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HP Pavilion p6720f review: HP Pavilion p6720f

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MSRP: $599.99

The Good The HP Pavilion p6720f has solid multicore performance, and it offers plenty of room to upgrade.

The Bad The design is a little long in the tooth.

The Bottom Line HP's Pavilion p6720f won't turn heads, but its workmanlike performance and expandability make this a respectable budget midtower.

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6.7 Overall
  • Design 6
  • Features 7
  • Performance 7
  • Support 7

Amid competition from slim-tower PCs and all-in-ones, the tried-and-true midtower PC might seem like a dated platform. Still, we can't help but have some appreciation for HP's Pavilion p6720f. This $599 desktop has few feature highlights, but it's a capable budget PC with an expandable base for a reasonable price.

HP's Pavilion midtower design should feel familiar if you've gone PC shopping in the last few years. Its glossy black, gray-trimmed exterior conforms to apparent industry aesthetic standards, and although its outside is plastered with stickers, we're more willing to forgive a midtower for that design offense. Unlike smaller slim-tower PCs, a standard midtower desktop isn't that likely to wind up in your living room hardware stack.

HP Pavilion p6720f Gateway DX4840-03e HP Pavilion p6510y
Price $599 $649 $529
CPU 2.9GHz AMD Phenom II X4 840T 3.0GHz Intel Core i3 540 2.8GHz AMD Athlon II X4 630
Memory 6GB 1,333MHz DDR3 SDRAM 8GB 1,333MHz DDR3 SDRAM 4GB 1,333MHz DDR3 SDRAM
Graphics 256MB (shared) ATI Radeon HD 4200 integrated graphics chip 64MB (shared) Intel GMA HD X4500 integrated graphics chip 256MB (shared) ATI Radeon HD 4200 integrated graphics chip
Hard drives 1TB, 7,200rpm 1TB, 7,200rpm 750GB, 7,200rpm
Optical drive Dual-layer DVD burner Dual-layer DVD burner Dual-layer DVD burner
Networking 10/100 Ethernet LAN, 802.11n Wi-Fi 10/100 Ethernet LAN, 802.11b/g/n Wi-Fi 10/100 Ethernet LAN
Operating system Windows 7 Home Premium (64-bit) Windows 7 Home Premium (64-bit) Windows 7 Home Premium (64-bit)

The Gateway's DX4840-03e and HP's own Pavilion p6510y are two of the last midtowers we've reviewed, both from July 2010. Neither is available anymore, but they still provide relevant points of comparison for the Pavilion p6720f, in that they let us see how the value proposition has changed over the last nine months or so.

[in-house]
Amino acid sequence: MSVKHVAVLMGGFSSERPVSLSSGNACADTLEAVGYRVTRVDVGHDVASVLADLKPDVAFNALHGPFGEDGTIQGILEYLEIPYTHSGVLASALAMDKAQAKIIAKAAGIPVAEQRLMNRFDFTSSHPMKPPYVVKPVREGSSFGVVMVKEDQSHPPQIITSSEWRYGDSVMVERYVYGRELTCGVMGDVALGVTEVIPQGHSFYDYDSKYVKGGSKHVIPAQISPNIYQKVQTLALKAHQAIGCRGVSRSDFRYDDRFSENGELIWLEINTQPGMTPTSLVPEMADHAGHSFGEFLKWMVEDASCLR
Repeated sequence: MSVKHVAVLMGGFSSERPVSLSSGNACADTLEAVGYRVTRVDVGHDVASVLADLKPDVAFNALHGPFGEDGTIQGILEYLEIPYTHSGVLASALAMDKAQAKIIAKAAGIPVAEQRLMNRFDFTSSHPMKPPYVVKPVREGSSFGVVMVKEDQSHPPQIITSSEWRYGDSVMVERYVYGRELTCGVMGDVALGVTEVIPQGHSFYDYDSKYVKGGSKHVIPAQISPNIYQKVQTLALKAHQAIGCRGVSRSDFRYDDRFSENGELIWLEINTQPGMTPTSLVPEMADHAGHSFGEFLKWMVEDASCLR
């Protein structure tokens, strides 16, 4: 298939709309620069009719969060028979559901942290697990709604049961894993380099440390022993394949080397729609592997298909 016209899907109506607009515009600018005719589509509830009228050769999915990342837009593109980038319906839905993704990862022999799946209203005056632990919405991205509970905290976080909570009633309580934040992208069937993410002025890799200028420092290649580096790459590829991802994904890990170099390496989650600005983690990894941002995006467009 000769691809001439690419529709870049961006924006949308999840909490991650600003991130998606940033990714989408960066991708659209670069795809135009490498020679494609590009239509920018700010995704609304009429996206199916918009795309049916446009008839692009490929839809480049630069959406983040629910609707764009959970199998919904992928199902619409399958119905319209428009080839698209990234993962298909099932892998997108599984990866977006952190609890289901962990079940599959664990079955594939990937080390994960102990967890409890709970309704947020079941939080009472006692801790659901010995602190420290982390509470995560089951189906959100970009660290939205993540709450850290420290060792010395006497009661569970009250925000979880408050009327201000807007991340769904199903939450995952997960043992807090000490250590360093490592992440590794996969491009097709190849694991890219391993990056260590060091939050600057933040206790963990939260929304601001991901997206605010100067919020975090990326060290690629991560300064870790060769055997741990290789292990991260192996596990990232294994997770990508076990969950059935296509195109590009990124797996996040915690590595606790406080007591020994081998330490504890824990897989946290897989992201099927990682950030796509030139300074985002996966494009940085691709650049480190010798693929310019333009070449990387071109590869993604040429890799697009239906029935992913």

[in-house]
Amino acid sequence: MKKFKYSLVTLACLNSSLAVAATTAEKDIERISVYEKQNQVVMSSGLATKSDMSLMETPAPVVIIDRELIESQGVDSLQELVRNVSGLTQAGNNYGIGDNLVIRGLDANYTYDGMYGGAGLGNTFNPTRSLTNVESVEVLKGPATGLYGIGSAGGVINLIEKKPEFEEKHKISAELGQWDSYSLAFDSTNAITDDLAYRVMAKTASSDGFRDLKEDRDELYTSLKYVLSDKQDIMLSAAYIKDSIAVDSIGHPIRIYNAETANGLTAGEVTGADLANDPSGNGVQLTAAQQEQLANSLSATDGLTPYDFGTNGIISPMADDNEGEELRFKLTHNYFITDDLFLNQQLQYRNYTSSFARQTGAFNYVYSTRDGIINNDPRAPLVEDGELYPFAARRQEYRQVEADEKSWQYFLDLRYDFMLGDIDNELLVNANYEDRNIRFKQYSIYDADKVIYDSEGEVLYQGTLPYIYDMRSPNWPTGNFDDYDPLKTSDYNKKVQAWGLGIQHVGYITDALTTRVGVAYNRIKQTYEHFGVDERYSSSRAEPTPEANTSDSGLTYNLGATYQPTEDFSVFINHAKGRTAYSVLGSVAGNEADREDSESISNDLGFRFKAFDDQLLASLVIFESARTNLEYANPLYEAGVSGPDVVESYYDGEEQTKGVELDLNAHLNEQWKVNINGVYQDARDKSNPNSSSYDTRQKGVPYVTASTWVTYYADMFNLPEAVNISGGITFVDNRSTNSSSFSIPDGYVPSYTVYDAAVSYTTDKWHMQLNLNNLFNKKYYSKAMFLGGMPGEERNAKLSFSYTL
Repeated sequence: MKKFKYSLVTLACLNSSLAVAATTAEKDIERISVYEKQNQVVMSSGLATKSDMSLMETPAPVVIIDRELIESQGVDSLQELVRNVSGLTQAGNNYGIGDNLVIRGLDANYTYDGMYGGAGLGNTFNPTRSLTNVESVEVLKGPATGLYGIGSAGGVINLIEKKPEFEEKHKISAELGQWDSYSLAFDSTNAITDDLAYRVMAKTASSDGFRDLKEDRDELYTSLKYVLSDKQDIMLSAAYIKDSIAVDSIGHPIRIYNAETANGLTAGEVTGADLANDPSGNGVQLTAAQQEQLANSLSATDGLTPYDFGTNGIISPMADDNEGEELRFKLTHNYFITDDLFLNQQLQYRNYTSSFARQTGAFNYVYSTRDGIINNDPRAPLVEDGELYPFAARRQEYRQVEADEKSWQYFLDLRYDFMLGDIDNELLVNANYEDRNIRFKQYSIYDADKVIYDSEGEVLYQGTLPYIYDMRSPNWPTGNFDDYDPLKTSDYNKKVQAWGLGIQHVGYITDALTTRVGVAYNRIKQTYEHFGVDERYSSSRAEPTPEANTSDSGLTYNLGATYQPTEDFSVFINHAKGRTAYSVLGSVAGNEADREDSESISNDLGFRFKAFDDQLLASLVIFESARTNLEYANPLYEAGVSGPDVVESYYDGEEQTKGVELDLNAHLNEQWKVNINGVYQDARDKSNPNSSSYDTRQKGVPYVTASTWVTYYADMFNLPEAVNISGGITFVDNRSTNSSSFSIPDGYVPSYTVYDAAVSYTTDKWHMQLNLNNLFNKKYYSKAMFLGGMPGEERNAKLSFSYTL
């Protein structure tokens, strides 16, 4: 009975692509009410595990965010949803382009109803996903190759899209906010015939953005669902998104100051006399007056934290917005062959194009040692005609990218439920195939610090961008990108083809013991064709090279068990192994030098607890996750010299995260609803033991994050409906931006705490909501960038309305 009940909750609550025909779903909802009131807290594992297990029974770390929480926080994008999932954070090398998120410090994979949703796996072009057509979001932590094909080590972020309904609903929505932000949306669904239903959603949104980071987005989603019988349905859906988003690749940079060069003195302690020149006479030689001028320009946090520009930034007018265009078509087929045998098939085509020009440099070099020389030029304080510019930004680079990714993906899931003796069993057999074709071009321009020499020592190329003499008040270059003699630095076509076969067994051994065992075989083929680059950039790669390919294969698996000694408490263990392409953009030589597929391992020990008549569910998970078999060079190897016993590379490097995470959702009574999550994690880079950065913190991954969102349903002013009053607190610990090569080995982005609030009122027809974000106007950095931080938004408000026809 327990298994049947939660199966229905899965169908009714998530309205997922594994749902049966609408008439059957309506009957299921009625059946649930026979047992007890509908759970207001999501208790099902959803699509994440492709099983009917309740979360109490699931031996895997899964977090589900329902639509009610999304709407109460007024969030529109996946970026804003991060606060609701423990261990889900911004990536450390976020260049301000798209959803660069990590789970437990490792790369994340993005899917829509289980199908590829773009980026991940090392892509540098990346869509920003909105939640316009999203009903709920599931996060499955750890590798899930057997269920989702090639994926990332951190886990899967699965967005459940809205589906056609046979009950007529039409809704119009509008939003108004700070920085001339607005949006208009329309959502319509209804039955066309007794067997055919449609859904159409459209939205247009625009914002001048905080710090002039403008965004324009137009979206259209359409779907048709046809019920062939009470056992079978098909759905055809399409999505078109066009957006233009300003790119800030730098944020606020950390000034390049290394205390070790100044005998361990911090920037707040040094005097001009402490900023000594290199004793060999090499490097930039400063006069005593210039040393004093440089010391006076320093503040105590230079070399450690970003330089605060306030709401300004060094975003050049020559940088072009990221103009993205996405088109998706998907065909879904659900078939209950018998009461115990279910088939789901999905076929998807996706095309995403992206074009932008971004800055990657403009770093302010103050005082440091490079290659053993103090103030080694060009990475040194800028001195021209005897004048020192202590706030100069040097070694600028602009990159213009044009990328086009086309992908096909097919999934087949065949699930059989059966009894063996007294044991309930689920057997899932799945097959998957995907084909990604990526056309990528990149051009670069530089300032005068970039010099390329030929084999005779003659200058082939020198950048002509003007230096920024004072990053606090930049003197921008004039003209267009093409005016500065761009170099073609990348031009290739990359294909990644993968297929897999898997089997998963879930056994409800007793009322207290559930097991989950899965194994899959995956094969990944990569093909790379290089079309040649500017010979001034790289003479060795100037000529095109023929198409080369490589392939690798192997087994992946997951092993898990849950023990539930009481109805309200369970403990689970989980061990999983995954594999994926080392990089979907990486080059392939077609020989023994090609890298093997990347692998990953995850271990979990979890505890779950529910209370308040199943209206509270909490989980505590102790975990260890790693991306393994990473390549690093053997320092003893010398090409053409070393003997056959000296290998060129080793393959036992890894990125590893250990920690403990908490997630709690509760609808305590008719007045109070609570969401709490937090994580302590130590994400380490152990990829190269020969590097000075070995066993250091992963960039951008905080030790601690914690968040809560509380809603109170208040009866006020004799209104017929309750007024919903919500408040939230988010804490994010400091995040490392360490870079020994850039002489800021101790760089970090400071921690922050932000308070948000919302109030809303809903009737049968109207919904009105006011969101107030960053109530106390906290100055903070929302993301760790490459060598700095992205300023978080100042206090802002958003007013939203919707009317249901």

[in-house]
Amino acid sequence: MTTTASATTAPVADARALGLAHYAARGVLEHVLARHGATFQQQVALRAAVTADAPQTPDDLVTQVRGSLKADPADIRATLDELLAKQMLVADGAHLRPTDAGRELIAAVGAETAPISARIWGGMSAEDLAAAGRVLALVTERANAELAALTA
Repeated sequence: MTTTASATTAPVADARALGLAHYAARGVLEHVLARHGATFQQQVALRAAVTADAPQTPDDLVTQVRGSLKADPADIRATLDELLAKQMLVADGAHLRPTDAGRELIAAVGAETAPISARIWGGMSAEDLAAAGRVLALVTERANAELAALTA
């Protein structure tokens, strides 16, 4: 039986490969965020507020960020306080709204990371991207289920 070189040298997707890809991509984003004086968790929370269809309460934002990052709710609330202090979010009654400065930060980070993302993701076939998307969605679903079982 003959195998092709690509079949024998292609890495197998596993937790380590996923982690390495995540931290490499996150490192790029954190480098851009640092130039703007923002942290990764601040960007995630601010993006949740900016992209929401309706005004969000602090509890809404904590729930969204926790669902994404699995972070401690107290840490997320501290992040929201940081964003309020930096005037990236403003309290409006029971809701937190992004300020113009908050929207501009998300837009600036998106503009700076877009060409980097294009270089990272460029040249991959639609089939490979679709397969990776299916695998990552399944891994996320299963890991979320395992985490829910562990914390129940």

The differences between the two HP systems are more prominent than between the Pavilion p6720f and the Gateway. The newer HP unit boasts a faster, more advanced AMD quad-core CPU than the older one, as well as a larger hard drive, more RAM, and wireless networking. Granted, the newer model costs $70 more than the older one, but even taking that price jump into consideration, the newer Pavilion seems like a definite improvement.

The matchup with the Gateway model isn't as black and white for the Pavilion p6720f. The two are more or less identical in terms of core features, although the Gateway offers more RAM and a dual-core Intel Core i3 chip with a faster core clock speed than the HP. The two models trade performance wins on our benchmark tests, making neither an obvious winner, but we'll give HP credit for offering more expandability than the Gateway. The Pavilion gives you a free PCI Express graphics card slot, as well as three 1x PCIe slots for other card upgrades. The Gateway offers only a graphics slot and a single 1x PCIe input. Although free slots don't translate to instantly usable out-of-the-box functionality, we're willing to pay more for upgrade potential.

Adobe Photoshop CS3 image-processing test (in seconds)
(Shorter bars indicate better performance)

Apple iTunes encoding test (in seconds)
(Shorter bars indicate better performance)

Multimedia multitasking (in seconds)
(Shorter bars indicate better performance)
HP Pavilion p6720f

(Longer bars indicate better performance)
Rendering multiple CPUs  
Rendering single CPU  
HP Pavilion p6720f
HP Pavilion p6510y
Asus Essentio CM5675-07
Gateway DX4840-03e
Dell Inspiron i560-2050NBK

We weren't surprised by the Pavilion p6720f's benchmark results given its quad-core AMD CPU. Though it drags behind the Asus and Gateway systems on clock-speed-focused tests, the newer HP handles multitasking and multicore-friendly apps well. With more and more programs like media creation apps, games, and even Windows 7 itself supporting multiple processor cores, you may see a noticeable benefit from a system like the HP with four CPU cores. Intel's Sandy Bridge CPUs might upend the HP's fast Phenom II X4 chip when they emerge in this price range, but for now, casual computer users should be satisfied with the Pavilion p6720f's overall performance.

We mentioned the HP's card expandability. We should add that if you want to upgrade to a discrete graphics card, the Pavilion's 250-watt power supply will prevent you from adding anything beyond a lower midrange GPU. Other upgrade options include a spare RAM slot, as well as a free hard-drive bay, but, as usual with the midtower Pavilion, the clunky hard-drive cage makes adding a second storage device harder than it should be.

You'll also need to add a graphics card to this system if you want an HDMI output, as the motherboard only offers DVI and VGA outputs. We can forgive the absence of HDMI given the midtower case, but we're less tolerant of the absent eSATA and FireWire jacks. HP did at least include coaxial digital audio and 7.1 analog audio jacks, as well as a plentiful assortment of USB jacks.

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